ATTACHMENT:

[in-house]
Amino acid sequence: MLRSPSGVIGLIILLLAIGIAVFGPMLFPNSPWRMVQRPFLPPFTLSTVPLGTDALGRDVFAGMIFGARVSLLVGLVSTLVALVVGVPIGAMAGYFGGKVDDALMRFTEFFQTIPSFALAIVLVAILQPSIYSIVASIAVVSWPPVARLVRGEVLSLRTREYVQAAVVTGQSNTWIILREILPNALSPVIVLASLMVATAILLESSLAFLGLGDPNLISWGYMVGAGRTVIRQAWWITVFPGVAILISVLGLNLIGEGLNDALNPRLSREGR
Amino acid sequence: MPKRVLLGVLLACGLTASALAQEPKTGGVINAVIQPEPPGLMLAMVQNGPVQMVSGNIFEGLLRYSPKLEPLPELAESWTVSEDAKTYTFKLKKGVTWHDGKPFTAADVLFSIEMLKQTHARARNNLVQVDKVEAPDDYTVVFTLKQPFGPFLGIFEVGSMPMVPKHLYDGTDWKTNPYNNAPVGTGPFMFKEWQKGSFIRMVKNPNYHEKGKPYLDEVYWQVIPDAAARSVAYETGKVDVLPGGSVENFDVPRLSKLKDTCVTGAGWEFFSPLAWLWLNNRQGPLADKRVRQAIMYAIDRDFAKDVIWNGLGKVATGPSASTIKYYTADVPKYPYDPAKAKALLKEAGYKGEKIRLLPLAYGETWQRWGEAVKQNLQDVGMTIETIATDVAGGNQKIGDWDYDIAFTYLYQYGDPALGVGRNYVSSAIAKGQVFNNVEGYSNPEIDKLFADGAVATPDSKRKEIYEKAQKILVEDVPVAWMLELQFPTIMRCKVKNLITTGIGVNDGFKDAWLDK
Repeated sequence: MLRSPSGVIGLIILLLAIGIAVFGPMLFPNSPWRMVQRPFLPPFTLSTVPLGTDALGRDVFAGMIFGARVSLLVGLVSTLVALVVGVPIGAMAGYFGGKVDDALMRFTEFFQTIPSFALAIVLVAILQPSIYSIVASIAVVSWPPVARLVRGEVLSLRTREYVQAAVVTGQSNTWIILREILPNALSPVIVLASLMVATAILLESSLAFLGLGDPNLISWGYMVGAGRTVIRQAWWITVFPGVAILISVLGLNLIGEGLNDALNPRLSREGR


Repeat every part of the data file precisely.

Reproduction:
[in-house]
Amino acid sequence: MLRSPSGVIGLIILLLAIGIAVFGPMLFPNSPWRMVQRPFLPPFTLSTVPLGTDALGRDVFAGMIFGARVSLLVGLVSTLVALVVGVPIGAMAGYFGGKVDDALMRFTEFFQTIPSFALAIVLVAILQPSIYSIVASIAVVSWPPVARLVRGEVLSLRTREYVQAAVVTGQSNTWIILREILPNALSPVIVLASLMVATAILLESSLAFLGLGDPNLISWGYMVGAGRTVIRQAWWITVFPGVAILISVLGLNLIGEGLNDALNPRLSREGR
Amino acid sequence: MPKRVLLGVLLACGLTASALAQEPKTGGVINAVIQPEPPGLMLAMVQNGPVQMVSGNIFEGLLRYSPKLEPLPELAESWTVSEDAKTYTFKLKKGVTWHDGKPFTAADVLFSIEMLKQTHARARNNLVQVDKVEAPDDYTVVFTLKQPFGPFLGIFEVGSMPMVPKHLYDGTDWKTNPYNNAPVGTGPFMFKEWQKGSFIRMVKNPNYHEKGKPYLDEVYWQVIPDAAARSVAYETGKVDVLPGGSVENFDVPRLSKLKDTCVTGAGWEFFSPLAWLWLNNRQGPLADKRVRQAIMYAIDRDFAKDVIWNGLGKVATGPSASTIKYYTADVPKYPYDPAKAKALLKEAGYKGEKIRLLPLAYGETWQRWGEAVKQNLQDVGMTIETIATDVAGGNQKIGDWDYDIAFTYLYQYGDPALGVGRNYVSSAIAKGQVFNNVEGYSNPEIDKLFADGAVATPDSKRKEIYEKAQKILVEDVPVAWMLELQFPTIMRCKVKNLITTGIGVNDGFKDAWLDK
Repeated sequence: MLRSPSGVIGLIILLLAIGIAVFGPMLFPNSPWRMVQRPFLPPFTLSTVPLGTDALGRDVFAGMIFGARVSLLVGLVSTLVALVVGVPIGAMAGYFGGKVDDALMRFTEFFQTIPSFALAIVLVAILQPSIYSIVASIAVVSWPPVARLVRGEVLSLRTREYVQAAVVTGQSNTWIILREILPNALSPVIVLASLMVATAILLESSLAFLGLGDPNLISWGYMVGAGRTVIRQAWWITVFPGVAILISVLGLNLIGEGLNDALNPRLSREGR